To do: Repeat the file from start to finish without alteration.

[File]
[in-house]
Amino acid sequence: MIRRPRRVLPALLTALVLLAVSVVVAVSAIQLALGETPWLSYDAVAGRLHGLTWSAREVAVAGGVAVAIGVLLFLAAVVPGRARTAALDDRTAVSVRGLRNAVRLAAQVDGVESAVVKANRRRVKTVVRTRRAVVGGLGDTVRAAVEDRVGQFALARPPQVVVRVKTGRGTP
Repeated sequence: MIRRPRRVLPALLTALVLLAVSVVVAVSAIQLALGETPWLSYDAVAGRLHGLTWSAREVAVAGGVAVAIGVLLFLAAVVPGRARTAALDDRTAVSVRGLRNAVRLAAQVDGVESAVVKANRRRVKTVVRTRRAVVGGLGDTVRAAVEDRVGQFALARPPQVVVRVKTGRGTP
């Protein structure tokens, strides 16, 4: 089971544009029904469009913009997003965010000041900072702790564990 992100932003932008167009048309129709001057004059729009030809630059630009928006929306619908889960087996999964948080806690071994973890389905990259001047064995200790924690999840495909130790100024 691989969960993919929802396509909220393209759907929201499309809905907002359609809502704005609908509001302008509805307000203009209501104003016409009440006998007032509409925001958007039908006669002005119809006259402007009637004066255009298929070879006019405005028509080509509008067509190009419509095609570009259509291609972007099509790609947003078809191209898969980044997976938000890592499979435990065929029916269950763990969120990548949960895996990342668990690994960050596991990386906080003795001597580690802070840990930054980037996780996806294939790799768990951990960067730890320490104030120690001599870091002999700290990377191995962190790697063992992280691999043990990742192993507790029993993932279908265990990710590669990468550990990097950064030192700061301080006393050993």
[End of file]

[in-house]
Amino acid sequence: MIRRPRRVLPALLTALVLLAVSVVVAVSAIQLALGETPWLSYDAVAGRLHGLTWSAREVAVAGGVAVAIGVLLFLAAVVPGRARTAALDDRTAVSVRGLRNAVRLAAQVDGVESAVVKANRRRVKTVVRTRRAVVGGLGDTVRAAVEDRVGQFALARPPQVVVRVKTGRGTP
Repeated sequence: MIRRPRRVLPALLTALVLLAVSVVVAVSAIQLALGETPWLSYDAVAGRLHGLTWSAREVAVAGGVAVAIGVLLFLAAVVPGRARTAALDDRTAVSVRGLRNAVRLAAQVDGVESAVVKANRRRVKTVVRTRRAVVGGLGDTVRAAVEDRVGQFALARPPQVVVRVKTGRGTP
């Protein structure tokens, strides 16, 4: 089971544009029904469009913009997003965010000041900072702790564990 992100932003932008167009048309129709001057004059729009030809630059630009928006929306619908889960087996999964948080806690071994973890389905990259001047064995200790924690999840495909130790100024 691989969960993919929802396509909220393209759907929201499309809905907002359609809502704005609908509001302008509805307000203009209501104003016409009440006998007032509409925001958007039908006669002005119809006259402007009637004066255009298929070879006019405005028509080509509008067509190009419509095609570009259509291609972007099509790609947003078809191209898969980044997976938000890592499979435990065929029916269950763990969120990548949960895996990342668990690994960050596991990386906080003795001597580690802070840990930054980037996780996806294939790799768990951990960067730890320490104030120690001599870091002999700290990377191995962190790697063992992280691999043990990742192993507790029993993932279908265990990710590669990468550990990097950064030192700061301080006393050993």